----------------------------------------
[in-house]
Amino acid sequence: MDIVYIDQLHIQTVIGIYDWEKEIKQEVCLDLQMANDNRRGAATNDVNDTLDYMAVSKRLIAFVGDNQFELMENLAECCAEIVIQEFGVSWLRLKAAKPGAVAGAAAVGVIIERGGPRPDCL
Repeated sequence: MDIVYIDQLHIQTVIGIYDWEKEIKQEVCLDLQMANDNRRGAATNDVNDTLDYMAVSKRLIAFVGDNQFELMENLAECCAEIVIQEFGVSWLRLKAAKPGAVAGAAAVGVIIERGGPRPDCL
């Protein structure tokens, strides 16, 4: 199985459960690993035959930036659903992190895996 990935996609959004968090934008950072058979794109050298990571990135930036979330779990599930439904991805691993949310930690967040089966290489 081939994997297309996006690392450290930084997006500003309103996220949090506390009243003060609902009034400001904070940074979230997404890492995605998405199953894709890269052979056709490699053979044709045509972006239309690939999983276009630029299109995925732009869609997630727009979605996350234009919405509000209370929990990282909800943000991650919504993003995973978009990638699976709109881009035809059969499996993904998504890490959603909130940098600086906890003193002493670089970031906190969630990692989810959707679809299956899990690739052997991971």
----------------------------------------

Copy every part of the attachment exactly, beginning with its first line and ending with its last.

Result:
[in-house]
Amino acid sequence: MDIVYIDQLHIQTVIGIYDWEKEIKQEVCLDLQMANDNRRGAATNDVNDTLDYMAVSKRLIAFVGDNQFELMENLAECCAEIVIQEFGVSWLRLKAAKPGAVAGAAAVGVIIERGGPRPDCL
Repeated sequence: MDIVYIDQLHIQTVIGIYDWEKEIKQEVCLDLQMANDNRRGAATNDVNDTLDYMAVSKRLIAFVGDNQFELMENLAECCAEIVIQEFGVSWLRLKAAKPGAVAGAAAVGVIIERGGPRPDCL
């Protein structure tokens, strides 16, 4: 199985459960690993035959930036659903992190895996 990935996609959004968090934008950072058979794109050298990571990135930036979330779990599930439904991805691993949310930690967040089966290489 081939994997297309996006690392450290930084997006500003309103996220949090506390009243003060609902009034400001904070940074979230997404890492995605998405199953894709890269052979056709490699053979044709045509972006239309690939999983276009630029299109995925732009869609997630727009979605996350234009919405509000209370929990990282909800943000991650919504993003995973978009990638699976709109881009035809059969499996993904998504890490959603909130940098600086906890003193002493670089970031906190969630990692989810959707679809299956899990690739052997991971």